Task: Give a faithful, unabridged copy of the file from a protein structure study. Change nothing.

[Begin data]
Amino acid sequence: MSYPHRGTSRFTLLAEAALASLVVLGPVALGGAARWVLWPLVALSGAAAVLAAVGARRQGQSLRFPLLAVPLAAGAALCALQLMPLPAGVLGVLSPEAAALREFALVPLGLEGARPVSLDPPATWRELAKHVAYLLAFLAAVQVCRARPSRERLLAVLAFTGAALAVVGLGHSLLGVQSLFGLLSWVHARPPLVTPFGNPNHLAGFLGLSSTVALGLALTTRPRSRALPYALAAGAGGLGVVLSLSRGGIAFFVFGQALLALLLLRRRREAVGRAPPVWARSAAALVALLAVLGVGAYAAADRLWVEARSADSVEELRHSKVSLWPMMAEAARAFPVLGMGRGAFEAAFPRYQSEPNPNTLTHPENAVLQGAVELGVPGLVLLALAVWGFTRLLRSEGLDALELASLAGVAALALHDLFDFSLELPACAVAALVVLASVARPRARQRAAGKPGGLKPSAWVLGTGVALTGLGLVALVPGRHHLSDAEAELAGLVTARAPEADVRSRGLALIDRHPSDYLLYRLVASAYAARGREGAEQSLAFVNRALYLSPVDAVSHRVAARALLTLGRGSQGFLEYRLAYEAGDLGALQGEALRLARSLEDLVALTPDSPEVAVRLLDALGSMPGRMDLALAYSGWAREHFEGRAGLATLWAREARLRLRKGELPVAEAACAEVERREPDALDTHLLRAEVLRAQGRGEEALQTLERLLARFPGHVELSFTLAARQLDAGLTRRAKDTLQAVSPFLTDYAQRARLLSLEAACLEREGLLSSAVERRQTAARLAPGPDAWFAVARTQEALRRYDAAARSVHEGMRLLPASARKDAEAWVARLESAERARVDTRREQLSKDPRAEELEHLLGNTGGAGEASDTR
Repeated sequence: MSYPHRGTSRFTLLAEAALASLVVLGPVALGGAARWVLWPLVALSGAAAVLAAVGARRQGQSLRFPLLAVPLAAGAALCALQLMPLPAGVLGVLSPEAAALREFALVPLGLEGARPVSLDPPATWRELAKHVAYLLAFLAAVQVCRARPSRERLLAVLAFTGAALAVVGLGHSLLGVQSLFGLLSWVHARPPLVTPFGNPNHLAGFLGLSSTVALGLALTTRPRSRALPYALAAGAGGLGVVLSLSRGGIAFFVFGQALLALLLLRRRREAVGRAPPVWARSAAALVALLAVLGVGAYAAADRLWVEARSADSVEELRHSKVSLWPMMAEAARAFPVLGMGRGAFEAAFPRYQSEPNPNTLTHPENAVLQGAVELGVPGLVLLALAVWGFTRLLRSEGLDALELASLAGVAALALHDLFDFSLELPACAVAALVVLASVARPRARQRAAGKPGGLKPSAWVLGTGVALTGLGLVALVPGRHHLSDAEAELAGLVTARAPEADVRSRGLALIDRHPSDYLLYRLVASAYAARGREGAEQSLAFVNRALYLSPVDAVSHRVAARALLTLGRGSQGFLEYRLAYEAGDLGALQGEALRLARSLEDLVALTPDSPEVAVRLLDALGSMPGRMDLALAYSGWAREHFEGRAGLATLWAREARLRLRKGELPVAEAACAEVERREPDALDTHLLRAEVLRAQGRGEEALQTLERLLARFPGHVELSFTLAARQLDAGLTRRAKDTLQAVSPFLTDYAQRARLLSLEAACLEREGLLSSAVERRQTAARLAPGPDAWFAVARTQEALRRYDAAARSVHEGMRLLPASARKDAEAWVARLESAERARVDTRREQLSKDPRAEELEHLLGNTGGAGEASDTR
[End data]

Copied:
Amino acid sequence: MSYPHRGTSRFTLLAEAALASLVVLGPVALGGAARWVLWPLVALSGAAAVLAAVGARRQGQSLRFPLLAVPLAAGAALCALQLMPLPAGVLGVLSPEAAALREFALVPLGLEGARPVSLDPPATWRELAKHVAYLLAFLAAVQVCRARPSRERLLAVLAFTGAALAVVGLGHSLLGVQSLFGLLSWVHARPPLVTPFGNPNHLAGFLGLSSTVALGLALTTRPRSRALPYALAAGAGGLGVVLSLSRGGIAFFVFGQALLALLLLRRRREAVGRAPPVWARSAAALVALLAVLGVGAYAAADRLWVEARSADSVEELRHSKVSLWPMMAEAARAFPVLGMGRGAFEAAFPRYQSEPNPNTLTHPENAVLQGAVELGVPGLVLLALAVWGFTRLLRSEGLDALELASLAGVAALALHDLFDFSLELPACAVAALVVLASVARPRARQRAAGKPGGLKPSAWVLGTGVALTGLGLVALVPGRHHLSDAEAELAGLVTARAPEADVRSRGLALIDRHPSDYLLYRLVASAYAARGREGAEQSLAFVNRALYLSPVDAVSHRVAARALLTLGRGSQGFLEYRLAYEAGDLGALQGEALRLARSLEDLVALTPDSPEVAVRLLDALGSMPGRMDLALAYSGWAREHFEGRAGLATLWAREARLRLRKGELPVAEAACAEVERREPDALDTHLLRAEVLRAQGRGEEALQTLERLLARFPGHVELSFTLAARQLDAGLTRRAKDTLQAVSPFLTDYAQRARLLSLEAACLEREGLLSSAVERRQTAARLAPGPDAWFAVARTQEALRRYDAAARSVHEGMRLLPASARKDAEAWVARLESAERARVDTRREQLSKDPRAEELEHLLGNTGGAGEASDTR
Repeated sequence: MSYPHRGTSRFTLLAEAALASLVVLGPVALGGAARWVLWPLVALSGAAAVLAAVGARRQGQSLRFPLLAVPLAAGAALCALQLMPLPAGVLGVLSPEAAALREFALVPLGLEGARPVSLDPPATWRELAKHVAYLLAFLAAVQVCRARPSRERLLAVLAFTGAALAVVGLGHSLLGVQSLFGLLSWVHARPPLVTPFGNPNHLAGFLGLSSTVALGLALTTRPRSRALPYALAAGAGGLGVVLSLSRGGIAFFVFGQALLALLLLRRRREAVGRAPPVWARSAAALVALLAVLGVGAYAAADRLWVEARSADSVEELRHSKVSLWPMMAEAARAFPVLGMGRGAFEAAFPRYQSEPNPNTLTHPENAVLQGAVELGVPGLVLLALAVWGFTRLLRSEGLDALELASLAGVAALALHDLFDFSLELPACAVAALVVLASVARPRARQRAAGKPGGLKPSAWVLGTGVALTGLGLVALVPGRHHLSDAEAELAGLVTARAPEADVRSRGLALIDRHPSDYLLYRLVASAYAARGREGAEQSLAFVNRALYLSPVDAVSHRVAARALLTLGRGSQGFLEYRLAYEAGDLGALQGEALRLARSLEDLVALTPDSPEVAVRLLDALGSMPGRMDLALAYSGWAREHFEGRAGLATLWAREARLRLRKGELPVAEAACAEVERREPDALDTHLLRAEVLRAQGRGEEALQTLERLLARFPGHVELSFTLAARQLDAGLTRRAKDTLQAVSPFLTDYAQRARLLSLEAACLEREGLLSSAVERRQTAARLAPGPDAWFAVARTQEALRRYDAAARSVHEGMRLLPASARKDAEAWVARLESAERARVDTRREQLSKDPRAEELEHLLGNTGGAGEASDTR